We first began working in Uganda in 2002, when we partnered with telecommunications operators and microfinance institutions to establish the first Village Phone program outside of Bangladesh. The initiative gave poor, rural communities access to affordable phone service and created mobile-based businesses.
That experience led to the creation of our Community Knowledge Worker program in 2009-2015. Its networks of peer advisors used mobile technology to advise farmers on increasing their output and connecting to markets. This program laid the foundation for all of our global digital initiatives in agriculture.
In Uganda, our work has tackled two key challenges for smallholder farmers: a lack of information on best agricultural practices, and limited access to finance. In 2009, the government’s National Agricultural Advisory Services relied on just 2,000 field agents to engage and train 3 million rural farming households. Furthermore, more than 75 percent of smallholder farmers in Uganda are “unbanked,” having extremely limited access to savings accounts, loans or other financial services.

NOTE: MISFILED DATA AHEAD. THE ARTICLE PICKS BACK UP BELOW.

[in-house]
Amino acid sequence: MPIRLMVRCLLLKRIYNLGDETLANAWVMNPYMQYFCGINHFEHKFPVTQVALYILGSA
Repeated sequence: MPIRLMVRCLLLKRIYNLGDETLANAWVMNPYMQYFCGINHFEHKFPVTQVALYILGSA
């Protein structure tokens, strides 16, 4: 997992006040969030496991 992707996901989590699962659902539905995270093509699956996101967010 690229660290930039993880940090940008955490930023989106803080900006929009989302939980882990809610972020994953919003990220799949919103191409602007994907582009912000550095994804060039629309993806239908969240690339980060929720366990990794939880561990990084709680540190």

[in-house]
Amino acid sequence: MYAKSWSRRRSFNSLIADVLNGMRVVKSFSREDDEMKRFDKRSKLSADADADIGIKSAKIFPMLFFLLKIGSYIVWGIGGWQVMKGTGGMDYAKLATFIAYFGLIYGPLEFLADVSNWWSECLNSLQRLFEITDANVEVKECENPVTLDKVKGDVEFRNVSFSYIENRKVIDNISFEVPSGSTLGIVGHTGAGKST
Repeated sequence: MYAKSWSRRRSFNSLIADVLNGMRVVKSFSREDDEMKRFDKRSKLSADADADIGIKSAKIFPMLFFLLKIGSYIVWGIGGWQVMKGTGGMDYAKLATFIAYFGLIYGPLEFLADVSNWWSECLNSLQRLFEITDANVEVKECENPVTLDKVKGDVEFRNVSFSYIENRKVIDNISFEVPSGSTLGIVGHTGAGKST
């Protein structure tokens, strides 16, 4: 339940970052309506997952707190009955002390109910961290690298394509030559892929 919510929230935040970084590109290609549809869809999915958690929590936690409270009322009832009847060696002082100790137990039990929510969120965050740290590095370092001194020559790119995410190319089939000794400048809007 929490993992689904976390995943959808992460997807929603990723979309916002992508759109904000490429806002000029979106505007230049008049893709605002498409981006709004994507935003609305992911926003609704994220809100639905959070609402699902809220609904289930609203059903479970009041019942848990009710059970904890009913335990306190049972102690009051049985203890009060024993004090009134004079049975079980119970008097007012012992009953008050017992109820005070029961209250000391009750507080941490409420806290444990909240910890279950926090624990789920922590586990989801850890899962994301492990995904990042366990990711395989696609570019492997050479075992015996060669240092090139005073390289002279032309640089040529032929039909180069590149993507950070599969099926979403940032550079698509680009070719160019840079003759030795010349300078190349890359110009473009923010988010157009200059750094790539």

Our work in Uganda:
- Has supported informal village savings and loan groups through technology that digitizes group savings accounts using mobile phones, increasing the ease, security and transparency of saving
- Digitized major Ugandan financial institutions to extend their reach to the rural poor, engaging more than 170,000 rural customers.